I had no idea what the Admission, Review and Dismissal (ARD) meeting was or what was going to be taking place at the meeting. I felt out of place and uncomfortable. After I left the first meeting, I sat in my car and cried for several minutes. I felt overwhelmed by all the information that was thrown at me.
Luckily, my son had an amazing case manager. She sat down with me and explained the process and my rights. She helped me prepare for the next meeting and she also went with me. Here is how I prepared.
The first thing I did was to make sure the date and time of the meeting was good for me. I did not want to be in a hurry to get back to work or worry about picking up another child from school.
I read over all the information that was sent home. I wrote down questions, concerns, and anything else that I didn’t feel was accurate. I went through any paperwork or findings from other doctors or agencies that I had. I had test results from a specialist showing my son had a vision problem that the school kept denying him. I brought the documents along to the meeting.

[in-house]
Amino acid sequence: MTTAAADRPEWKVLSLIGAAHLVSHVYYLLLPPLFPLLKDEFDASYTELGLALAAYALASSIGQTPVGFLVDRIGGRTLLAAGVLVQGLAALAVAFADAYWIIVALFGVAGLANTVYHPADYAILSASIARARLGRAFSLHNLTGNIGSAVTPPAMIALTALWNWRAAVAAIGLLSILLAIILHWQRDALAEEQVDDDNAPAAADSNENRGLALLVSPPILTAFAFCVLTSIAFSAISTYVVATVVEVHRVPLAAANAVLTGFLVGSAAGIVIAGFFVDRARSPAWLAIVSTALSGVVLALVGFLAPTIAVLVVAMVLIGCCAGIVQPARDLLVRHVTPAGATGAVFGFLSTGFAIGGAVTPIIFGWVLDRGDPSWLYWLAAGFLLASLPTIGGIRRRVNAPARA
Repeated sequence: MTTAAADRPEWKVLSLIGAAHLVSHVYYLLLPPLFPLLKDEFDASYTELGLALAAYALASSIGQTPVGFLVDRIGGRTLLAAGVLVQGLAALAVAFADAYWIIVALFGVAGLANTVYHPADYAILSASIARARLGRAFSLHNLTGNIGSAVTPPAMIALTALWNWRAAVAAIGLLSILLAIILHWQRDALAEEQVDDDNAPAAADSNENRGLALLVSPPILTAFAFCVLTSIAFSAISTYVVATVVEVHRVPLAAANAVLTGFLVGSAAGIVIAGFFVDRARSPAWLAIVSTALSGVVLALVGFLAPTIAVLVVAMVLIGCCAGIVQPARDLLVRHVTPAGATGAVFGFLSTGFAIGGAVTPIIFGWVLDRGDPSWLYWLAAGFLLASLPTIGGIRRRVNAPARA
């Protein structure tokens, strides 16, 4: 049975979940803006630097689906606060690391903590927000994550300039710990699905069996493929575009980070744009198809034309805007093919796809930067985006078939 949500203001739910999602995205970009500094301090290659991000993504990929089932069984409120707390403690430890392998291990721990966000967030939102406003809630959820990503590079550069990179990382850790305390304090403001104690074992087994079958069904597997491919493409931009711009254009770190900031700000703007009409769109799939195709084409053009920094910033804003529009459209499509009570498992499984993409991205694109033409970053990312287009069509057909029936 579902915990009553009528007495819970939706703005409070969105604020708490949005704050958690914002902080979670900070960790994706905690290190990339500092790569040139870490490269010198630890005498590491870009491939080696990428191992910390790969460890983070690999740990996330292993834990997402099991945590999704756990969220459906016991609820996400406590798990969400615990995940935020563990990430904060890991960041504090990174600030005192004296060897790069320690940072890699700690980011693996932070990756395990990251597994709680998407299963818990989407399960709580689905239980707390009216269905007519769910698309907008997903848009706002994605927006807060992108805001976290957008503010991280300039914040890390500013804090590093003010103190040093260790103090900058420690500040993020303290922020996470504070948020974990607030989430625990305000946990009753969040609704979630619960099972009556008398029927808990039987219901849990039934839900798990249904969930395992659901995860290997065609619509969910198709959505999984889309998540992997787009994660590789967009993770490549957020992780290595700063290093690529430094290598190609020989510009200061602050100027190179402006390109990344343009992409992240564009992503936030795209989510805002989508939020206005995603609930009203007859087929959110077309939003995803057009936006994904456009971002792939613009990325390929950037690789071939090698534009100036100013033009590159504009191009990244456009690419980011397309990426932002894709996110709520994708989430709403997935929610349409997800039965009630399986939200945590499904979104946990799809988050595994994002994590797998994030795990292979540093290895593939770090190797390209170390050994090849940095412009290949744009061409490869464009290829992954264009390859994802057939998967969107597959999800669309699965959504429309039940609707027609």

I organized all my paperwork and information and put it in order. I used a three-ring binder with page protectors and dividers.
I like to write down the things my son is doing well and the positive things he is doing. I presented that at the ARD. It helps to remind everyone that our children are more than the disabilities listed on the paper.
I now bring someone with me to the ARD who knows my child and family. It helps to have a second pair of ears.
I easily feel intimidated, so I read as many books, pamphlets, and articles as I could get my hands on. I also dressed nicely—not my normal sweatpants and t-shirt. (And I made sure to wear waterproof mascara.) Once I start crying, it doesn’t stop. I put a package of tissue in my purse just in case.
The second ARD went better.
With each one, my knowledge and confidence have grown. There have been some difficult ARDs where the school and I did not see eye to eye. But we were able to work together for the best outcome for my son.
There are many benefits to bringing a friend or companion to your child’s IEP meetings.
Categories: Education & Schools